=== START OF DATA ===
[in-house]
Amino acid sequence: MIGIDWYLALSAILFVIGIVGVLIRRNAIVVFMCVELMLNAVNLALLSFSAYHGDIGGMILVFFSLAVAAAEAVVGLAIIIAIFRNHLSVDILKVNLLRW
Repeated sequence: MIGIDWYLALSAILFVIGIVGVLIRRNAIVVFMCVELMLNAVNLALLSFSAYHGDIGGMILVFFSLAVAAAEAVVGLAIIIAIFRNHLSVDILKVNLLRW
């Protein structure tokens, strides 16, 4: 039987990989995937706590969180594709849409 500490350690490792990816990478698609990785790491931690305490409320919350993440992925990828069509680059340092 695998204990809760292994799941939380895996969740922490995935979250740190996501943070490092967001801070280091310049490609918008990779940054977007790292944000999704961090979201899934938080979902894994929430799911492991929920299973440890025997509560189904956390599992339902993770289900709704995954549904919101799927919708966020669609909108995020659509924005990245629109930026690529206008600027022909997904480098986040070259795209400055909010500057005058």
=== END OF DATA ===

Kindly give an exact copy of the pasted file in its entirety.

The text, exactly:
[in-house]
Amino acid sequence: MIGIDWYLALSAILFVIGIVGVLIRRNAIVVFMCVELMLNAVNLALLSFSAYHGDIGGMILVFFSLAVAAAEAVVGLAIIIAIFRNHLSVDILKVNLLRW
Repeated sequence: MIGIDWYLALSAILFVIGIVGVLIRRNAIVVFMCVELMLNAVNLALLSFSAYHGDIGGMILVFFSLAVAAAEAVVGLAIIIAIFRNHLSVDILKVNLLRW
């Protein structure tokens, strides 16, 4: 039987990989995937706590969180594709849409 500490350690490792990816990478698609990785790491931690305490409320919350993440992925990828069509680059340092 695998204990809760292994799941939380895996969740922490995935979250740190996501943070490092967001801070280091310049490609918008990779940054977007790292944000999704961090979201899934938080979902894994929430799911492991929920299973440890025997509560189904956390599992339902993770289900709704995954549904919101799927919708966020669609909108995020659509924005990245629109930026690529206008600027022909997904480098986040070259795209400055909010500057005058």